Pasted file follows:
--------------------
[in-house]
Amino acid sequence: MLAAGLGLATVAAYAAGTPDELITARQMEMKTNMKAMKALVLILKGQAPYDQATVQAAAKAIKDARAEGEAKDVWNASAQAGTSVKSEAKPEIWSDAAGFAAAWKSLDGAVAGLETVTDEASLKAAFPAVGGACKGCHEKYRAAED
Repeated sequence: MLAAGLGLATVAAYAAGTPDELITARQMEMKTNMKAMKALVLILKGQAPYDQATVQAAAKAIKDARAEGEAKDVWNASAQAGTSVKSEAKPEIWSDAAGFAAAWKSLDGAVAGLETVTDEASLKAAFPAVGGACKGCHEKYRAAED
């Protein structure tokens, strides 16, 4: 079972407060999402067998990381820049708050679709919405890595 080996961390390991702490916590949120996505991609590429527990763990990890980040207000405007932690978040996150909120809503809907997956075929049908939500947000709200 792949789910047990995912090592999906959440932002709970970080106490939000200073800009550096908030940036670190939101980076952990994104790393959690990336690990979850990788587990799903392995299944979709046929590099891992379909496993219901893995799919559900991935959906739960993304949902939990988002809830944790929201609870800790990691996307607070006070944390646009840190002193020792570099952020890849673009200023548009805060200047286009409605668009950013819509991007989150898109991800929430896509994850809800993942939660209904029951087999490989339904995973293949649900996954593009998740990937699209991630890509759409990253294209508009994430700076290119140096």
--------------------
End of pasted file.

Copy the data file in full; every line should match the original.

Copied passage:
[in-house]
Amino acid sequence: MLAAGLGLATVAAYAAGTPDELITARQMEMKTNMKAMKALVLILKGQAPYDQATVQAAAKAIKDARAEGEAKDVWNASAQAGTSVKSEAKPEIWSDAAGFAAAWKSLDGAVAGLETVTDEASLKAAFPAVGGACKGCHEKYRAAED
Repeated sequence: MLAAGLGLATVAAYAAGTPDELITARQMEMKTNMKAMKALVLILKGQAPYDQATVQAAAKAIKDARAEGEAKDVWNASAQAGTSVKSEAKPEIWSDAAGFAAAWKSLDGAVAGLETVTDEASLKAAFPAVGGACKGCHEKYRAAED
């Protein structure tokens, strides 16, 4: 079972407060999402067998990381820049708050679709919405890595 080996961390390991702490916590949120996505991609590429527990763990990890980040207000405007932690978040996150909120809503809907997956075929049908939500947000709200 792949789910047990995912090592999906959440932002709970970080106490939000200073800009550096908030940036670190939101980076952990994104790393959690990336690990979850990788587990799903392995299944979709046929590099891992379909496993219901893995799919559900991935959906739960993304949902939990988002809830944790929201609870800790990691996307607070006070944390646009840190002193020792570099952020890849673009200023548009805060200047286009409605668009950013819509991007989150898109991800929430896509994850809800993942939660209904029951087999490989339904995973293949649900996954593009998740990937699209991630890509759409990253294209508009994430700076290119140096």